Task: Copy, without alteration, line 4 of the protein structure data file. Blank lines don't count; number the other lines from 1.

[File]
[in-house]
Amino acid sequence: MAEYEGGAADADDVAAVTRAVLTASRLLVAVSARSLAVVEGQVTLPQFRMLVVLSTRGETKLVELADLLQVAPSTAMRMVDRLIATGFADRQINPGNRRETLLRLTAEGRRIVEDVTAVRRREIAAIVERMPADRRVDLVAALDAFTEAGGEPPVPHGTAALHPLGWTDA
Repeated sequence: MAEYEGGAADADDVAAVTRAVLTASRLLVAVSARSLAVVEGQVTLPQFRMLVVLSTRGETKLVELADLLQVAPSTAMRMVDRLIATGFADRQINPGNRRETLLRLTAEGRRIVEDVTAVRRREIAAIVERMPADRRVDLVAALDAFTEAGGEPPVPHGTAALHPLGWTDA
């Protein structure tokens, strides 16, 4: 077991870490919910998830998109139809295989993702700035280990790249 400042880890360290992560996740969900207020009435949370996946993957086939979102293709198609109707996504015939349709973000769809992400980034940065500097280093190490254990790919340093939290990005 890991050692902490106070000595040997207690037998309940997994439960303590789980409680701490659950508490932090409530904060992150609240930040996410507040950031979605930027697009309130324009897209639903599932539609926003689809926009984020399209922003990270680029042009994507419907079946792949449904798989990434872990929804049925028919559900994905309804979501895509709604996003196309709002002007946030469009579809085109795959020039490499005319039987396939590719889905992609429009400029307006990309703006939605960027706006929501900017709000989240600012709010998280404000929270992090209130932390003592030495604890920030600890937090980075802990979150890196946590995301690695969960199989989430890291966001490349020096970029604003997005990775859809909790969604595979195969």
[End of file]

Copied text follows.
């Protein structure tokens, strides 16, 4: 077991870490919910998830998109139809295989993702700035280990790249 400042880890360290992560996740969900207020009435949370996946993957086939979102293709198609109707996504015939349709973000769809992400980034940065500097280093190490254990790919340093939290990005 890991050692902490106070000595040997207690037998309940997994439960303590789980409680701490659950508490932090409530904060992150609240930040996410507040950031979605930027697009309130324009897209639903599932539609926003689809926009984020399209922003990270680029042009994507419907079946792949449904798989990434872990929804049925028919559900994905309804979501895509709604996003196309709002002007946030469009579809085109795959020039490499005319039987396939590719889905992609429009400029307006990309703006939605960027706006929501900017709000989240600012709010998280404000929270992090209130932390003592030495604890920030600890937090980075802990979150890196946590995301690695969960199989989430890291966001490349020096970029604003997005990775859809909790969604595979195969």